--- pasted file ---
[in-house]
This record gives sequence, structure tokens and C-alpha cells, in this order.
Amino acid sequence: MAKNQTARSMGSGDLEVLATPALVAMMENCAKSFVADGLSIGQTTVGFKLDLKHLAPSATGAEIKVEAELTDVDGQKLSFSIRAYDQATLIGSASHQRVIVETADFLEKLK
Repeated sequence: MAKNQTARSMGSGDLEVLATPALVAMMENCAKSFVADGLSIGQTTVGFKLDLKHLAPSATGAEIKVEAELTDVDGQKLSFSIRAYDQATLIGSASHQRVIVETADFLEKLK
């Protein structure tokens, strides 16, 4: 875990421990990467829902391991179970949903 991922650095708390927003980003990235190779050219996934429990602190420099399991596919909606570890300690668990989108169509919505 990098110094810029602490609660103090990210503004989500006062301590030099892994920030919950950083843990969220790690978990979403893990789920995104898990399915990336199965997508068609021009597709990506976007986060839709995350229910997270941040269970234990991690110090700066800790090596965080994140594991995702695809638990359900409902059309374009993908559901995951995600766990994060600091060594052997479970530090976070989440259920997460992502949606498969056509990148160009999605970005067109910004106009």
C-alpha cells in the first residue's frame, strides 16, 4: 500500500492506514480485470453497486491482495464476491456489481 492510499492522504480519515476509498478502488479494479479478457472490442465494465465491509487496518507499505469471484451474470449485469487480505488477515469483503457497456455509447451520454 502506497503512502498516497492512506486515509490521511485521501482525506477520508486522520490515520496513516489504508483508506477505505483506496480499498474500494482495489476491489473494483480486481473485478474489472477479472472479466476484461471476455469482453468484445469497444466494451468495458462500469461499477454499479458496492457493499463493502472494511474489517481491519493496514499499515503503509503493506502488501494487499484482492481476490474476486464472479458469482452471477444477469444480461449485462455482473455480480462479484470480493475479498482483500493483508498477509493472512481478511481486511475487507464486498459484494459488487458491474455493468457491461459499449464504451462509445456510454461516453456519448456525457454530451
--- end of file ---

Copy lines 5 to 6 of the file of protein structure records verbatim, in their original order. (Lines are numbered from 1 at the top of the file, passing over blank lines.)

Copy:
């Protein structure tokens, strides 16, 4: 875990421990990467829902391991179970949903 991922650095708390927003980003990235190779050219996934429990602190420099399991596919909606570890300690668990989108169509919505 990098110094810029602490609660103090990210503004989500006062301590030099892994920030919950950083843990969220790690978990979403893990789920995104898990399915990336199965997508068609021009597709990506976007986060839709995350229910997270941040269970234990991690110090700066800790090596965080994140594991995702695809638990359900409902059309374009993908559901995951995600766990994060600091060594052997479970530090976070989440259920997460992502949606498969056509990148160009999605970005067109910004106009």
C-alpha cells in the first residue's frame, strides 16, 4: 500500500492506514480485470453497486491482495464476491456489481 492510499492522504480519515476509498478502488479494479479478457472490442465494465465491509487496518507499505469471484451474470449485469487480505488477515469483503457497456455509447451520454 502506497503512502498516497492512506486515509490521511485521501482525506477520508486522520490515520496513516489504508483508506477505505483506496480499498474500494482495489476491489473494483480486481473485478474489472477479472472479466476484461471476455469482453468484445469497444466494451468495458462500469461499477454499479458496492457493499463493502472494511474489517481491519493496514499499515503503509503493506502488501494487499484482492481476490474476486464472479458469482452471477444477469444480461449485462455482473455480480462479484470480493475479498482483500493483508498477509493472512481478511481486511475487507464486498459484494459488487458491474455493468457491461459499449464504451462509445456510454461516453456519448456525457454530451